Unfortunately, without modern precedent for situations where a majority did not exist, the involvement of the monarch is inevitable should a Prime Minister recommend that a member of their own party should be invited to form the government but a sizeable part of the Commons objects that someone else (probably but not necessarily the Leader of the Opposition) should instead be invited. There would need to be constitutional rules put in place to preserve that institutional distance as things stand.

What counts as a motion of no confidence?

A Queen's Speech is clearly a defining question of confidence. It represents the government's proposed legislative programme for the Parliamentary session. Rejecting that is tantamount to rejecting its right to govern.

The annual Budget may be slightly different. Although Finance Bills are critical to the functioning of a government, the failure of a specific budget might not mean that the legislature does not have the confidence in the government to pass a budget. This is an observation that SpinningHugo has made before, though I would add a specific example in support of this premise. While governing as a minority government in Scotland, the SNP initially failed to pass its budget in January 2009. After making concessions to other political parties, it passed at the second attempt. That budget was not taken as an indication that the Scottish Government had lost the confidence of the Scottish Parliament, though repeated failures to get a budget through might.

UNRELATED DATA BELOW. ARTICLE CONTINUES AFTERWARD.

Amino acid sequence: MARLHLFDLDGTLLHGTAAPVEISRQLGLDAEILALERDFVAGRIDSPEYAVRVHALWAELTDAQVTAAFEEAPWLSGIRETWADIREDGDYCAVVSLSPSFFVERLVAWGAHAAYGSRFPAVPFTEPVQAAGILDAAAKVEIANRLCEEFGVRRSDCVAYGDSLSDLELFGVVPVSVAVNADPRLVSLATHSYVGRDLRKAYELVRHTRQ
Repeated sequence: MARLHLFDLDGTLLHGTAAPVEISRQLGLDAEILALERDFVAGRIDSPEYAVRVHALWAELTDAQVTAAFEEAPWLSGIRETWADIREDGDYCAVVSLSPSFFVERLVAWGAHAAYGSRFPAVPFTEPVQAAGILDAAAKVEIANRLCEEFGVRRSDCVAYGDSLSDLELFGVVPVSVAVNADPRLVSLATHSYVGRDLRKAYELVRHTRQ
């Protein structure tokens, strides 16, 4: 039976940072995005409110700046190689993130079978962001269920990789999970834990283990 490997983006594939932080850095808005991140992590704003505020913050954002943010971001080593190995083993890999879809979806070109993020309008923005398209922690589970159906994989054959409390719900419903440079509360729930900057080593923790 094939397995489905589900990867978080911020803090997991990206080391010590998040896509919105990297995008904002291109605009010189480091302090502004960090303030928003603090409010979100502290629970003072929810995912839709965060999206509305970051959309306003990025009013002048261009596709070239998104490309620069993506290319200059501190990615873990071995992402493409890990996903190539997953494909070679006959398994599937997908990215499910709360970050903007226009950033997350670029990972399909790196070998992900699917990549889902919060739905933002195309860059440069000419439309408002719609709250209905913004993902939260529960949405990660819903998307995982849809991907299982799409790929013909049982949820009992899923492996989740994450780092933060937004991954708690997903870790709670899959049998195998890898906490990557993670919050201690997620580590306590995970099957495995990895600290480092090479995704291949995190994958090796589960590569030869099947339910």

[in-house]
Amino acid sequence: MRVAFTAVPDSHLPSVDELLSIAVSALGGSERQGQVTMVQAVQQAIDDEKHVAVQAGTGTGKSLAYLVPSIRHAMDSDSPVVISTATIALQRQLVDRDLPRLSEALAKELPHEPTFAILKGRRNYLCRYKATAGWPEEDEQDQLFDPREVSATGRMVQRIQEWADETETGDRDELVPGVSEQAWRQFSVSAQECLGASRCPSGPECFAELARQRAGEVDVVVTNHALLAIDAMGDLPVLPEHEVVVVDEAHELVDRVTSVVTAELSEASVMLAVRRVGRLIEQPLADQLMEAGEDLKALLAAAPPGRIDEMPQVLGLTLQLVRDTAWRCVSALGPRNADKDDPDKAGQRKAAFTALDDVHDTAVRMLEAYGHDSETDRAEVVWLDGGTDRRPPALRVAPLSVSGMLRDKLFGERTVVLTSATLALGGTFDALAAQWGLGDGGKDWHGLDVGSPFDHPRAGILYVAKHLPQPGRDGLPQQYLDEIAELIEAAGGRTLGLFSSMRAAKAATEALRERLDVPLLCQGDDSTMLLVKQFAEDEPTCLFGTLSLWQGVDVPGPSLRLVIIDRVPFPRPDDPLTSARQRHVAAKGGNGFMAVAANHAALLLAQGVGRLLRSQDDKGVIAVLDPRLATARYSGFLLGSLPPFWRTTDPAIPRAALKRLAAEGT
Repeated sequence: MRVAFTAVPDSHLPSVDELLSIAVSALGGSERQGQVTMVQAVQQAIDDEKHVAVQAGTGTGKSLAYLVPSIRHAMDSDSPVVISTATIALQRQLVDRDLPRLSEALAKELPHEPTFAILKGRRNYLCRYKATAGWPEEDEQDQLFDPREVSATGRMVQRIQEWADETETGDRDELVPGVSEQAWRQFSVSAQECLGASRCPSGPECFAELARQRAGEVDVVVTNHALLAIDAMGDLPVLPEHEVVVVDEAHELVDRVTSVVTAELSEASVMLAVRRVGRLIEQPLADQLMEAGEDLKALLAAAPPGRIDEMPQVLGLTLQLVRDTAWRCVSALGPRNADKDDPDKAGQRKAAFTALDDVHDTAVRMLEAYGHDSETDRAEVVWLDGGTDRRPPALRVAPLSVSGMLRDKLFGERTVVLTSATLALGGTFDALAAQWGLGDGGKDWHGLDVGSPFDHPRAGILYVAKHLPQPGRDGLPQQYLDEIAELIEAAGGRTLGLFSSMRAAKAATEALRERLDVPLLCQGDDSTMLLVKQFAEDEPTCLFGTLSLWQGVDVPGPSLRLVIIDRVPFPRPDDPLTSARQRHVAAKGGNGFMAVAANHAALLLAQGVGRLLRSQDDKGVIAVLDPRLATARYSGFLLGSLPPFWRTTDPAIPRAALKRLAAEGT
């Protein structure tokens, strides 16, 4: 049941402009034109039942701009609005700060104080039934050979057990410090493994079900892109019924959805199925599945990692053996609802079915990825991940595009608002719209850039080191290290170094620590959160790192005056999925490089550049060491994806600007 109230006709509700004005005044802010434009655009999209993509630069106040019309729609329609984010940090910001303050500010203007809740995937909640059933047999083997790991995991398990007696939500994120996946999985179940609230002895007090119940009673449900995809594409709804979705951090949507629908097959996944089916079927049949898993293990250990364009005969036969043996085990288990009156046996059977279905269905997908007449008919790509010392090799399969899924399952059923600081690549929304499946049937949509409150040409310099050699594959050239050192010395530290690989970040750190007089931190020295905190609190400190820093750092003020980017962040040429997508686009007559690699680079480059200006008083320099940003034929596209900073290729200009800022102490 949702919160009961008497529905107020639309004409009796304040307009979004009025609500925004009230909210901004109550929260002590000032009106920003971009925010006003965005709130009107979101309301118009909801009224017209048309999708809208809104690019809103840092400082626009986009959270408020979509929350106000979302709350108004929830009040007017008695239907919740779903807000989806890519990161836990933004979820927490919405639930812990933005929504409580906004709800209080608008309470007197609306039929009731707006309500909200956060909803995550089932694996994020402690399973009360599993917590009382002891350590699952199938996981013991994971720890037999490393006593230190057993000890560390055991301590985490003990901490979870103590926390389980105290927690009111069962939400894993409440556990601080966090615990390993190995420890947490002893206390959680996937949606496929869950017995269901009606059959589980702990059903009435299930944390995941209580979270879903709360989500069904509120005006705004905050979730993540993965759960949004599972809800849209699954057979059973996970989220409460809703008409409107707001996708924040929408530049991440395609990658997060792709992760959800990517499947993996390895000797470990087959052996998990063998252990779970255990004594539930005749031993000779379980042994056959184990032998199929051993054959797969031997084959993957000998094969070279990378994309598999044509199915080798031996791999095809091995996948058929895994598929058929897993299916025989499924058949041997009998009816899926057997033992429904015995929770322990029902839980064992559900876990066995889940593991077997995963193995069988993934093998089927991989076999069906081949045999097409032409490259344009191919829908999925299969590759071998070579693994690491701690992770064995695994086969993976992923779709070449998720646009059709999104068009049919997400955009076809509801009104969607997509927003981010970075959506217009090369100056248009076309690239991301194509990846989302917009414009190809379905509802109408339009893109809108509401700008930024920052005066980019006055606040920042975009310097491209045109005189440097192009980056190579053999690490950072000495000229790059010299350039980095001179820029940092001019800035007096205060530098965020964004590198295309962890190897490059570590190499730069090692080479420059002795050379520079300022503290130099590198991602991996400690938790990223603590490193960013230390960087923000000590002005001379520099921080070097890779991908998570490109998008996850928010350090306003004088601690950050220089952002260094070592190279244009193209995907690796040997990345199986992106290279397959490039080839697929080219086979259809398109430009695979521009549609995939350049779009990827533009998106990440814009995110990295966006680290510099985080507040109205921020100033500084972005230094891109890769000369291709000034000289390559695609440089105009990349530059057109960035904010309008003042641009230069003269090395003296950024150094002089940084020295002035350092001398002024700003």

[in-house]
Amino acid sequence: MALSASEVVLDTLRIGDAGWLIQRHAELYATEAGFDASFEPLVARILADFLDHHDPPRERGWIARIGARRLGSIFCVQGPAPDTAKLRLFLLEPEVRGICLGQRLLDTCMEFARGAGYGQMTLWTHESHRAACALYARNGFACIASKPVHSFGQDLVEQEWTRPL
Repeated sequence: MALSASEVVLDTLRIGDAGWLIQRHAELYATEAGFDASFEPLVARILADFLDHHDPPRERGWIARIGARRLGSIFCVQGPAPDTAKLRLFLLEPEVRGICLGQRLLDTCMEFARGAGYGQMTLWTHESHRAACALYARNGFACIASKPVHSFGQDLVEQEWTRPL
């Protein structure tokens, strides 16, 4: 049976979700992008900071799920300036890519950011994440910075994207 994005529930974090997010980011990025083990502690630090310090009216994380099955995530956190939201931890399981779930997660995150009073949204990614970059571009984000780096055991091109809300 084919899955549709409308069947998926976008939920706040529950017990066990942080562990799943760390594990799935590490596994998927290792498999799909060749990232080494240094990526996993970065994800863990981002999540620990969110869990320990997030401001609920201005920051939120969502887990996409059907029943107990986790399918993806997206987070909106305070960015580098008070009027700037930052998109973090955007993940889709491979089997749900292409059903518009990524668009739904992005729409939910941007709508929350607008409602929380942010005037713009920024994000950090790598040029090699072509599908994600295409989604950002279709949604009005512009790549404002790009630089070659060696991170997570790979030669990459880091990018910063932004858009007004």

Another way that the House of Commons can indicate that it has no confidence in the government is simply to table a motion to that effect and to win that vote. This was how James Callaghan was defeated in 1979. Believing that no other individual could any more clearly command the confidence of the House of Commons as elected, he asked the Queen to dissolve Parliament, allowing a fresh set of elections to take place.

What does the Fixed Term Parliaments Act change?

The Fixed Term Parliaments Act 2011 removes the prerogative power of premature dissolution of Parliament. The Prime Minister can no longer ask the Queen to dissolve Parliament.

Instead, if an early General Election is to be held, there must either be a vote in favour of one in the Commons supported by not fewer than 434 MPs (as happened to trigger the 2017 General Election) or if a very specific procedure happens.

If the House of Commons passes a motion by a simple majority saying:
"That this House has no confidence in Her Majesty’s Government."
And then 14 days pass without it passing a motion saying:
 "That this House has confidence in Her Majesty’s Government."
Parliament is dissolved and a General Election takes place.